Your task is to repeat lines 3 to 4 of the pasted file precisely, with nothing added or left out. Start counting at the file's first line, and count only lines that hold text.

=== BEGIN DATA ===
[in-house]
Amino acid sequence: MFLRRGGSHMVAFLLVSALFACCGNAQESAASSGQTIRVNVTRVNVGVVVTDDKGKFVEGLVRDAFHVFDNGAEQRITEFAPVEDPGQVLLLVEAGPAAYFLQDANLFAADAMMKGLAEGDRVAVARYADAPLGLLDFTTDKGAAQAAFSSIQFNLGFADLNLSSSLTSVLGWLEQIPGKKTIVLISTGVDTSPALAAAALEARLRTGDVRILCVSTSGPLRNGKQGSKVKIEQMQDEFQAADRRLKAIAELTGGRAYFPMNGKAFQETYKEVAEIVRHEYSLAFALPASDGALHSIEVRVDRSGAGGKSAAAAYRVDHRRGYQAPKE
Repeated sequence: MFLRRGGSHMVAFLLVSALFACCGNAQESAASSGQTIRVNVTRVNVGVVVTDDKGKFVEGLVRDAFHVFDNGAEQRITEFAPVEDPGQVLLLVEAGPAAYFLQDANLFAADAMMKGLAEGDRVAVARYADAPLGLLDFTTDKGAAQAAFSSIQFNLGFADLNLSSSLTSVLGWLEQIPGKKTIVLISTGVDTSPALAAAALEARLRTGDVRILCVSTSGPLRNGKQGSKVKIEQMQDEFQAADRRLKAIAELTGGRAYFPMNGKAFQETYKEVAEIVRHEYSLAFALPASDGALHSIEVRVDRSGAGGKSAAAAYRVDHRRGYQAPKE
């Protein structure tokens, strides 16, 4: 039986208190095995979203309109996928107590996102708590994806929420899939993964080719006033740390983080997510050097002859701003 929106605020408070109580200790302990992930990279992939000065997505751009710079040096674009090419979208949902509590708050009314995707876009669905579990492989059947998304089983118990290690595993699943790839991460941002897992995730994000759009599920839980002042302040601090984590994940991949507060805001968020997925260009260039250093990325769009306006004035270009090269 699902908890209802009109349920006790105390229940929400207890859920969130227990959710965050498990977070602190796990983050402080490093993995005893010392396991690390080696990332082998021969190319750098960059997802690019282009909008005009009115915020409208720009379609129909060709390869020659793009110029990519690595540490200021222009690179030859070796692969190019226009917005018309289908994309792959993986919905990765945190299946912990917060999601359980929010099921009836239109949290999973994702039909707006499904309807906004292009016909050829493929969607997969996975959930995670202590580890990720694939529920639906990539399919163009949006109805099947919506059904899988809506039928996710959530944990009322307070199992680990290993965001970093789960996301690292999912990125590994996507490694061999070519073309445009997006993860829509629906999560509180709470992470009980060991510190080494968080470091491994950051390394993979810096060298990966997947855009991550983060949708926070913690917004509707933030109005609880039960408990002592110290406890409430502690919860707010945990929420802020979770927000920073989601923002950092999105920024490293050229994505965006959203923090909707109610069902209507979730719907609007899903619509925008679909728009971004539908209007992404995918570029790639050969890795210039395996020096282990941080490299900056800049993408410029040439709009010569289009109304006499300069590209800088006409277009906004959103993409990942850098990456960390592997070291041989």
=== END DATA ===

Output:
Repeated sequence: MFLRRGGSHMVAFLLVSALFACCGNAQESAASSGQTIRVNVTRVNVGVVVTDDKGKFVEGLVRDAFHVFDNGAEQRITEFAPVEDPGQVLLLVEAGPAAYFLQDANLFAADAMMKGLAEGDRVAVARYADAPLGLLDFTTDKGAAQAAFSSIQFNLGFADLNLSSSLTSVLGWLEQIPGKKTIVLISTGVDTSPALAAAALEARLRTGDVRILCVSTSGPLRNGKQGSKVKIEQMQDEFQAADRRLKAIAELTGGRAYFPMNGKAFQETYKEVAEIVRHEYSLAFALPASDGALHSIEVRVDRSGAGGKSAAAAYRVDHRRGYQAPKE
């Protein structure tokens, strides 16, 4: 039986208190095995979203309109996928107590996102708590994806929420899939993964080719006033740390983080997510050097002859701003 929106605020408070109580200790302990992930990279992939000065997505751009710079040096674009090419979208949902509590708050009314995707876009669905579990492989059947998304089983118990290690595993699943790839991460941002897992995730994000759009599920839980002042302040601090984590994940991949507060805001968020997925260009260039250093990325769009306006004035270009090269 699902908890209802009109349920006790105390229940929400207890859920969130227990959710965050498990977070602190796990983050402080490093993995005893010392396991690390080696990332082998021969190319750098960059997802690019282009909008005009009115915020409208720009379609129909060709390869020659793009110029990519690595540490200021222009690179030859070796692969190019226009917005018309289908994309792959993986919905990765945190299946912990917060999601359980929010099921009836239109949290999973994702039909707006499904309807906004292009016909050829493929969607997969996975959930995670202590580890990720694939529920639906990539399919163009949006109805099947919506059904899988809506039928996710959530944990009322307070199992680990290993965001970093789960996301690292999912990125590994996507490694061999070519073309445009997006993860829509629906999560509180709470992470009980060991510190080494968080470091491994950051390394993979810096060298990966997947855009991550983060949708926070913690917004509707933030109005609880039960408990002592110290406890409430502690919860707010945990929420802020979770927000920073989601923002950092999105920024490293050229994505965006959203923090909707109610069902209507979730719907609007899903619509925008679909728009971004539908209007992404995918570029790639050969890795210039395996020096282990941080490299900056800049993408410029040439709009010569289009109304006499300069590209800088006409277009906004959103993409990942850098990456960390592997070291041989």